SAN JOSE — The United States Attorney’s Office for the Northern District of California announced that William Carl Shea, 39, of San Jose, California, the former Program Manager of a Silicon Valley-based debt collection company, was convicted late yesterday afternoon by a federal jury in San Jose of intentionally causing damage to a computer, in violation of 18 U.S.C. §§ 1030(a)(5)(A)(I) & 1030(a)(5)(B)(I) and 1030(c)(4)(A). The jury deliberated for approximately two hours.
According to the indictment and evidence introduced at trial, Mr. Shea placed malicious computer code on the network of the Bay Area Credit Services, Inc. in San Jose that caused the deletion and modification of financial records and disruption of the proper functioning of the computer network. More than 50,000 debtor accounts were ultimately affected by the operation of the code before it was stopped. Testimony at trial indicated that the loss to the company as a result of the defendant’s time bomb exceeded $100,000, though the exact amount has not yet been determined.
Evidence presented at the six-day trial showed that Mr. Shea was hired around August 2001 as a programmer and manager of the company’s specialized financial software computer network. In this position, Mr. Shea had administrative level access to and familiarity with the company’s computer systems, including the database server. After Mr. Shea was advised of adverse employment issues near the end of 2002, he was placed on a performance improvement plan on January 6, 2003. The evidence showed that a “time bomb” was placed onto the company’s network around that time. When the defendant failed to show up at work without any prior notice on January 17, 2003, he was terminated. Company officials did not know at the time that he had placed malicious code on the computer network that was set to delete and modify data at the end of the month.
After the code corrupted financial records, investigators and others traced the access and modification of the time bomb to the defendant. Each point of access was through one of the defendant’s accounts. The malicious code was written to delete the source code but officials eventually found a copy on a backup tape, which further confirmed Mr. Shea’s involvement. Evidence was also presented that Mr. Shea deleted computer records concerning his command history of access to the time bomb.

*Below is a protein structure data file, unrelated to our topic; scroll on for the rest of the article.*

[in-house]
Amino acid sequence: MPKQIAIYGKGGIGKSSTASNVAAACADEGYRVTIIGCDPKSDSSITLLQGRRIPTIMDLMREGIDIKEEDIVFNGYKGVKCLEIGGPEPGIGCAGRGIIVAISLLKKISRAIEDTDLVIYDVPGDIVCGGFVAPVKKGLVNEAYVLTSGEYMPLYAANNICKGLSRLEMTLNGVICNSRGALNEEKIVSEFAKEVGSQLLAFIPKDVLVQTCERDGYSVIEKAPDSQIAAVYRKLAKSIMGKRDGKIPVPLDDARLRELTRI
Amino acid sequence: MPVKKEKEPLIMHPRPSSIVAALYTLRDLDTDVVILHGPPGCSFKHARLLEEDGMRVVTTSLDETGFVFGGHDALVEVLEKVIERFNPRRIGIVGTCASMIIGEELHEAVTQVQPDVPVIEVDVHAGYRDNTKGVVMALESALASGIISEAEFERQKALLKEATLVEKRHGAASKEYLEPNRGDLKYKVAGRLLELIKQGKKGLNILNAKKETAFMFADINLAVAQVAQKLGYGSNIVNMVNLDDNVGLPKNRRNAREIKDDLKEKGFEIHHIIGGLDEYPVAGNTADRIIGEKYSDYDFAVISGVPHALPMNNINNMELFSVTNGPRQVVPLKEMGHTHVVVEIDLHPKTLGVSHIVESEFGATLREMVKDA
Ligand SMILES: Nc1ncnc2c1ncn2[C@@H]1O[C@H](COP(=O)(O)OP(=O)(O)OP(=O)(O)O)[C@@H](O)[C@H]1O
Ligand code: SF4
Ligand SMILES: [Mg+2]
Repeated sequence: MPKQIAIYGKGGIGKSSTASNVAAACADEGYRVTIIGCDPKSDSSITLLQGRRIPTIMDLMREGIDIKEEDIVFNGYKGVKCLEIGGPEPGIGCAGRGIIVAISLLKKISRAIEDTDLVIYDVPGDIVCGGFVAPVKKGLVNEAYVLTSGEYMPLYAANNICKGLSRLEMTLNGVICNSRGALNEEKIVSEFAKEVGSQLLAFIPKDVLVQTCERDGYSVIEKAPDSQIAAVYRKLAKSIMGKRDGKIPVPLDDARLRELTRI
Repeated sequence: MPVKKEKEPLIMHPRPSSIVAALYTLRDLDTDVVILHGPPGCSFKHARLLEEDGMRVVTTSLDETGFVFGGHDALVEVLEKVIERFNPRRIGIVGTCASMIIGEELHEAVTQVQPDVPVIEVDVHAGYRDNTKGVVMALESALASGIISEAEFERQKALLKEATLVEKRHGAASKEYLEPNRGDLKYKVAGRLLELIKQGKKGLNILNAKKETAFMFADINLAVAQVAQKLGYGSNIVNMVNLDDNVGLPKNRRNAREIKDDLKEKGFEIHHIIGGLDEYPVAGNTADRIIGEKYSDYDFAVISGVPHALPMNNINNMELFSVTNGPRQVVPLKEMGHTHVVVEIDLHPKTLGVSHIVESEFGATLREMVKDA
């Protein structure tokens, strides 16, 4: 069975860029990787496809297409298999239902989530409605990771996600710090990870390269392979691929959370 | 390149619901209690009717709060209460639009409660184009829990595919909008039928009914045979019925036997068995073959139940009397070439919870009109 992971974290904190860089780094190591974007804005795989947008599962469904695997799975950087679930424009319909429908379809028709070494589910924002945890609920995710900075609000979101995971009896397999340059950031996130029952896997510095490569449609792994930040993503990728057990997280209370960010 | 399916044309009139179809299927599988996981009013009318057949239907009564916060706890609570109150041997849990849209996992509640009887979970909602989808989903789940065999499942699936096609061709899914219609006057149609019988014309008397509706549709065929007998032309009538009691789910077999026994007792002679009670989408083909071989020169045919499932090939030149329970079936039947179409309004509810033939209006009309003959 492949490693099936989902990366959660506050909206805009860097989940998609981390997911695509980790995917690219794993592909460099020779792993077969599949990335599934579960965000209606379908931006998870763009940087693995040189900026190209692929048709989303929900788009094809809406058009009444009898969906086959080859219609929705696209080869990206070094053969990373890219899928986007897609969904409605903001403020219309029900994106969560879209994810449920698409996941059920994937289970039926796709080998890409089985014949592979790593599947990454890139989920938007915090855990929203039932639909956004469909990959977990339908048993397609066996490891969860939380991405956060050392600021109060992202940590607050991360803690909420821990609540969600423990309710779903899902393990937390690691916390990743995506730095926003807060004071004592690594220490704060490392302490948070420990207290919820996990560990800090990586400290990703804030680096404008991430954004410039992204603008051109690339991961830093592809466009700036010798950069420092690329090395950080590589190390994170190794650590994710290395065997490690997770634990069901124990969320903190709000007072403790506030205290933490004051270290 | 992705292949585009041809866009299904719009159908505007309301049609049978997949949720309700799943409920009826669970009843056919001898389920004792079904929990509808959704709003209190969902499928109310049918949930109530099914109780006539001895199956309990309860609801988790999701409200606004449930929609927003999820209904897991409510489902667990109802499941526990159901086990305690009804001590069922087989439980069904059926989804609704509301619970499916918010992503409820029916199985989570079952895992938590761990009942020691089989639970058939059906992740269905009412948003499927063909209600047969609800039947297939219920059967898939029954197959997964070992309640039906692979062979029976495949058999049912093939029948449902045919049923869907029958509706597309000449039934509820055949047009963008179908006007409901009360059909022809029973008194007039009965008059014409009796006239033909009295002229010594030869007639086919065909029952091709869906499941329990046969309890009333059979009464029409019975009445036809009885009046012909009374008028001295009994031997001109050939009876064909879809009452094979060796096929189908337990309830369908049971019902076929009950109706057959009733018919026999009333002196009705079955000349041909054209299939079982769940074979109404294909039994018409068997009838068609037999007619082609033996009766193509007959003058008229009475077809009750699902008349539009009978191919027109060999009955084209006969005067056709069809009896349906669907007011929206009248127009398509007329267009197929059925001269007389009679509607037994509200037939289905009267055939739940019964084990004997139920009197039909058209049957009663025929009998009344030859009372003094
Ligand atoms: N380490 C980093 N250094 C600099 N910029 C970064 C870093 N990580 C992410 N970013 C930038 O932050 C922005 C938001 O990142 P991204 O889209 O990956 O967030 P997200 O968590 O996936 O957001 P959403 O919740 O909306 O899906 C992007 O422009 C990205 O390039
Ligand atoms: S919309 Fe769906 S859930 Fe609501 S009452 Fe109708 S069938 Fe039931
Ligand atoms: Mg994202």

The maximum statutory penalty resulting from the conviction is five years in prison, a maximum fine of $250,000 or twice the gross gain or loss whichever is greater; a three year term of supervised release; and $100 mandatory special assessment. However, any sentence following conviction would be imposed by the court after consideration of the U.S. Sentencing Guidelines and the federal statute governing the imposition of a sentence, 18 U.S.C. § 3553. United States District Judge Ronald M. Whyte, who presided over the trial, set sentencing for November 21, 2005, at 9:00 a.m. in San Jose.
The prosecution is the result of an investigation by the Federal Bureau of Investigation’s Cyber Crime Squad in Oakland. The investigation was overseen by the Computer Hacking and Intellectual Property (CHIP) Unit of the United States Attorney’s Office for the Northern District of California. Mark L. Krotoski is the Assistant U.S. Attorney from the CHIP Unit who is prosecuting the case.
A copy of this press release and related court filings may be found on the U.S. Attorney’s Office’s website at www.usdoj.gov/usao/can.
Electronic court filings and further procedural and docket information are available at https://ecf.cand.uscourts.gov/ (click on the link for “to retrieve documents from the court”).
Judges’ calendars with schedules for upcoming court hearings can be viewed on the court’s website at www.cand.uscourts.gov.
All press inquiries to the U.S. Attorney's Office should be directed to Assistant U.S. Attorney Christopher P. Sonderby, Chief of the CHIP Unit, at (408) 535-5037, or Luke Macaulay at (415) 436-6757 or by email at Luke.Macaulay3@usdoj.gov.